Partab Ramchand
By: Partab Ramchand

Email: partabramchand@yahoo.com

Till Wasim Akram made his presence felt in unmistakable terms in the 80s and 90s Alan Davidson, who passed away on Saturday, October 30, 2021, was freely acknowledged as the best left-arm pace bowler of all time. At the moment then the two stand together as the finest purveyors of the art and craft of left-arm fast bowling which has bothered the best of batsmen over the years.  To the younger generation of cricket fans, it might be difficult to accept Davidson as Akram’s equal, familiar as they are with the latter’s skill and control over pace and swing.  But to older cricket followers who have been around long enough to enjoy the bowling of both it would be impossible to put one ahead of the other. Suffice to say that cricket has been fortunate to have two such bowlers to grace the game in two different eras.

Davidson’s Test career lasted a decade (1953 to 1963) but it was in the 1957 to 1963 phase that he was regarded as one of the world’s finest players and certainly the finest exponent of left-arm swing bowling. When Akram retired he was hailed as the greatest left-arm paceman of all time. Certainly, it is difficult to argue against his figures – 414 wickets from 104 Tests at an average of 23.62 allied to 2898 runs at an average of 22.64. But Davidson in the comparatively lesser opportunities also has the stats to back him up. In 44 Tests he bagged 186 wickets at 20.53 apiece while also scoring 1328 runs at an average of 24.59. Davidson completed the double in his 34th Test while Akram took 45 Tests for his double.

Really there is nothing much to choose between the figures and for me personally I would not even try to attempt to pick the greater cricketer between Davidson and Akram. As bowlers and all-rounders the record is very similar for besides being masters of pace and swing they were also attacking left-handed batsmen who propped up the middle order with timely knocks.

The most astonishing stat associated with Davidson is that 170 of his wickets were taken in the last 32 Tests. When he came on the scene Ray Lindwall and Keith Miller handled the new ball and Davidson was used for a few overs or as a change bowler. In his first 12 Tests he had but 16 wickets. It was only after the break-up of the Lindwall-Miller pairing that Davidson was given the new ball. He straightaway established himself as the Aussie spearhead by taking 25 wickets in South Africa in 1957-58 and from then on, he was among the most feared bowlers in the world as 24 wickets against England in 1958-59, 33 against West Indies two years later and 47 in his last two contests against England in 1961 and 1962-63 will testify.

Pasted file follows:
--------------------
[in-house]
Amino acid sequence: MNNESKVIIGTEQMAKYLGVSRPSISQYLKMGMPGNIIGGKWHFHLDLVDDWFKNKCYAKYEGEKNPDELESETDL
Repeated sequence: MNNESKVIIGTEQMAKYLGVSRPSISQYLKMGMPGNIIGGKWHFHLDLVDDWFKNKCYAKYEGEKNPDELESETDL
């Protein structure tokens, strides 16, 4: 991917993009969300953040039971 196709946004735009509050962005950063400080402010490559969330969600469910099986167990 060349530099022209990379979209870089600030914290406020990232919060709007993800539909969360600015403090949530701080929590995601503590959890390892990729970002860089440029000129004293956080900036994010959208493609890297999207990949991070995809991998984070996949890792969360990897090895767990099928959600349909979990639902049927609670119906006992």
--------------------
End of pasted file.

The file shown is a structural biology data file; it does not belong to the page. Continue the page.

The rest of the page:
The generation of older cricket followers in India will undoubtedly have vivid memories of Davidson. He came to this country first with Ian Johnson’s team in 1956-57 and again with Richie Benaud’s side three years later. He did little of note the first time around playing only in the second Test at Bombay scoring 16 and picking up just one wicket. In 1959-60 however he was a very different proposition. By now he was the most skilful new ball bowler around and in five Tests he finished with 29 wickets. His pace and swing had all the leading batsmen in trouble. Pankaj Roy was out to him five times in ten innings and Polly Umrigar three times in five innings. At Kanpur he was verily Australia’s answer to Jasu Patel. The veteran Indian off spinner bowled the home team to a famous victory with a bag of 14 for 124 but Davidson realizing that the Green Park pitch had little in it for fast bowlers cut down on his pace and yet underlined his versatility by taking 12 wickets for 124. He capped a memorable tour for him by taking his 100th wicket in the fourth Test at Madras.

A bowler with a model action Davidson played his last Test against England in Sydney in February 1963 picking up his 186th and last wicket with his final delivery. He is only one of four all-rounders to have scored 100 runs and taken 10 wickets in a Test, the others being Ian Botham, Imran Khan and Shakib al Hasan. He performed this feat in the Brisbane Tied Test in December 1960 when even among many great feats his stood out. As a fieldsman he picked up some astounding catches in close in positions and not for nothing was he known as “The Claw.’’

Post retirement Davidson went into administration and was for many years president of the New South Wales Cricket Association. He was awarded an OBE for his services to sport. An amusing raconteur who started out as a bank clerk but went on to hold key posts including the director of the Rothmans National Sports Foundation, Davidson will be remembered above all as a great team man who rendered yeomen service to Australian cricket and lifted the side who were in the doldrums in the mid-50s into the leading team in the world.

(Partab Ramchand is a veteran sports journalist, the views expressed here are personal.)

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